The Five Initatives
Progress Accelerates on Competitive Sourcing
Federal departments are achieving increasingly impressive results from competitive sourcing as infrastructures take hold and agencies use their experiences to apply competition more strategically. This past fiscal quarter, the General Services Administration became the sixth agency to achieve green status, joining the Departments of Health and Human Services, Defense, Energy, Transportation, and the Office of Personnel Management. Other agencies, such as the Department of the Treasury, are well positioned to move to green status shortly. These agencies are successfully using the dynamics of the competitive process to generate savings and improve performance for our citizens.
Demonstrating the benefits of competition
Performance decisions announced in the last quarter confirm, once again, that competitive sourcing is a valuable management tool when agencies use it in a reasoned and responsible manner.
- Competitive sourcing will save IRS more than $185 million over the next five years. Two recently completed public-private competitions have triggered transformational, cost saving changes at Treasury's Internal Revenue Service (IRS). One competition focused on IT support activities, such as computer operators, production controllers, tape librarians, computer specialists and clerks, for its campus operations (i.e., tax processing centers). A second competition addressed area distribution centers (ADCs), which inventory, warehouse, and process orders for more than 21,000 tax-related forms and publications.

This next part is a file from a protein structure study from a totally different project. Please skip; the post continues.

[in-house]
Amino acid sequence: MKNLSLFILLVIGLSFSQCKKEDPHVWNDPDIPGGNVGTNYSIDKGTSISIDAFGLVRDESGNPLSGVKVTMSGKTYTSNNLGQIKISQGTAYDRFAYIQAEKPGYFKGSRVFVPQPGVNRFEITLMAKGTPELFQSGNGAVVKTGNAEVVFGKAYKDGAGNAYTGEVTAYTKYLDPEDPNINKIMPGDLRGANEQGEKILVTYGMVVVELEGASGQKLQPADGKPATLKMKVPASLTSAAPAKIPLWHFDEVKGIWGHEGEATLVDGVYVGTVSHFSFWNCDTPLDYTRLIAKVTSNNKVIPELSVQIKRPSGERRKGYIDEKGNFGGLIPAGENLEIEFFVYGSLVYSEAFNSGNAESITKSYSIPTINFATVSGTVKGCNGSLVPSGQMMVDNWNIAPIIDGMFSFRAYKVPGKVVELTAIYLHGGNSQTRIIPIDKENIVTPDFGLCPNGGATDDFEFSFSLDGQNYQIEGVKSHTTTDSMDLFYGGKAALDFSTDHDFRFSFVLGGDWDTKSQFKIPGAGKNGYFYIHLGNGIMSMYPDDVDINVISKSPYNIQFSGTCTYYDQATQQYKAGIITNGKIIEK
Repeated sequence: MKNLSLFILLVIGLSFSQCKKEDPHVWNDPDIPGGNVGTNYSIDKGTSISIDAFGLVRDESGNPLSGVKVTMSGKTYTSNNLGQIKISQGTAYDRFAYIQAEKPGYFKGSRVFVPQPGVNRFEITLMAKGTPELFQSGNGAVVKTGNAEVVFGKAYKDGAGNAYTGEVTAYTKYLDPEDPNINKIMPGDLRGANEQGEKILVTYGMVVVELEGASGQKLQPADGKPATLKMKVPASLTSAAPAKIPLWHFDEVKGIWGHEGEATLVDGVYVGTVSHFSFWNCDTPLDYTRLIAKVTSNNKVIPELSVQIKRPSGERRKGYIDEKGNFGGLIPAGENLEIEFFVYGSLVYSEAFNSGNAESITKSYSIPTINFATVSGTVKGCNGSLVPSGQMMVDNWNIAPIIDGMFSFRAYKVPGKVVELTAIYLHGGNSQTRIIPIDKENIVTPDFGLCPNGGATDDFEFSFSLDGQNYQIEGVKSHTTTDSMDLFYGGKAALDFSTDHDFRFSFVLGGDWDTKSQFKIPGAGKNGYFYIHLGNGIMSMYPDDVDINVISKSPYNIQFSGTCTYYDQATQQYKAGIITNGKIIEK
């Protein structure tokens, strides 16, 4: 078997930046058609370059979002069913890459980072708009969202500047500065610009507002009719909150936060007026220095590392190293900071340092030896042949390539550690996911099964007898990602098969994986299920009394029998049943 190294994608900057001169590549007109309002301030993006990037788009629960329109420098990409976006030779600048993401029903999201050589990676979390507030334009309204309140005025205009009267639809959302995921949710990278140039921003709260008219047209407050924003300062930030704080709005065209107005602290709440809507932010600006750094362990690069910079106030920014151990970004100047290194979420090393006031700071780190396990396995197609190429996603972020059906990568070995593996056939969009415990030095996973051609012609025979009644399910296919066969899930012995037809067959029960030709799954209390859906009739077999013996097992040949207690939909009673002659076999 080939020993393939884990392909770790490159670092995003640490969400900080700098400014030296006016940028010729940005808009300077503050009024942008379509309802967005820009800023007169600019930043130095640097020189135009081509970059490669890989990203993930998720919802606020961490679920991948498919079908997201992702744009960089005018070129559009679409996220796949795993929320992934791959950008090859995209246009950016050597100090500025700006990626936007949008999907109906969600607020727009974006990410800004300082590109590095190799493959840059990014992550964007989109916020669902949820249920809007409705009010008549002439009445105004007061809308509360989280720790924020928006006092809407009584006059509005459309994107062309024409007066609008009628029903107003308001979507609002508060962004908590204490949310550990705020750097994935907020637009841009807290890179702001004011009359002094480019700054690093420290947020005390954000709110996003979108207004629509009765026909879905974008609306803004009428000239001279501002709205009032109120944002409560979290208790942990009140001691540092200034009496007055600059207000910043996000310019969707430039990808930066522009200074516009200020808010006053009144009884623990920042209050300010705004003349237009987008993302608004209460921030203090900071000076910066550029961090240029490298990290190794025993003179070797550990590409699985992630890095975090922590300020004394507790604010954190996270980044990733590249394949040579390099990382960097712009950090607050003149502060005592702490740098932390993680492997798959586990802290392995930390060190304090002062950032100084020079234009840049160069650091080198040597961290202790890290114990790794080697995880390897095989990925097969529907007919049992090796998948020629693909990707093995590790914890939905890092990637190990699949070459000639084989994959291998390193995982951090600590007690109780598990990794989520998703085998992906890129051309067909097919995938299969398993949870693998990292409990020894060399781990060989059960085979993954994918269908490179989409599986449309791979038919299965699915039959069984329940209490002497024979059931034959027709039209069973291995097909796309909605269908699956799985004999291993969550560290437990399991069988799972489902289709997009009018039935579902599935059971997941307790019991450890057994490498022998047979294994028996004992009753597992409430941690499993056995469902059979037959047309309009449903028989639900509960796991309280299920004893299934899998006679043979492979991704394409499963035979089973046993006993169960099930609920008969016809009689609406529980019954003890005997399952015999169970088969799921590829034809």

IRS concluded that the two MEOs represented the best value solutions for each respective competition and made award to the in-house sources. It projects that implementation of the MEOs will save the bureau more than $185 million over a five-year period.
- Private sector participation. For both competitions, IRS invited all interested private sector sources to demonstrate why they should be selected to perform these activities. IRS received 8 contractor proposals between the two competitions, including multiple highly rated proposals. IRS attributes the strong private sector interest to the extensive preliminary planning it undertook before announcing the competitions. It developed a business case to support each competitive sourcing action, which included a market viability analysis. As part of this analysis, IRS sought price, delivery, and capabilities information from potential sources (i.e., through a "request for information") and conducted focused outreach to prospective sources and interested industry associations.
- In-house participation. IRS gave its in-house providers the chance to propose their most efficient organization ("MEO"). After rethinking their current way of doing business, the MEO for campus operations offered to leverage technology and consolidate quality assurance support. The MEO for ADCs proposed the consolidation of facilities -- from three to one -- reliance on state of the art IT, and a reshaped workforce that would take advantage of new skill sets.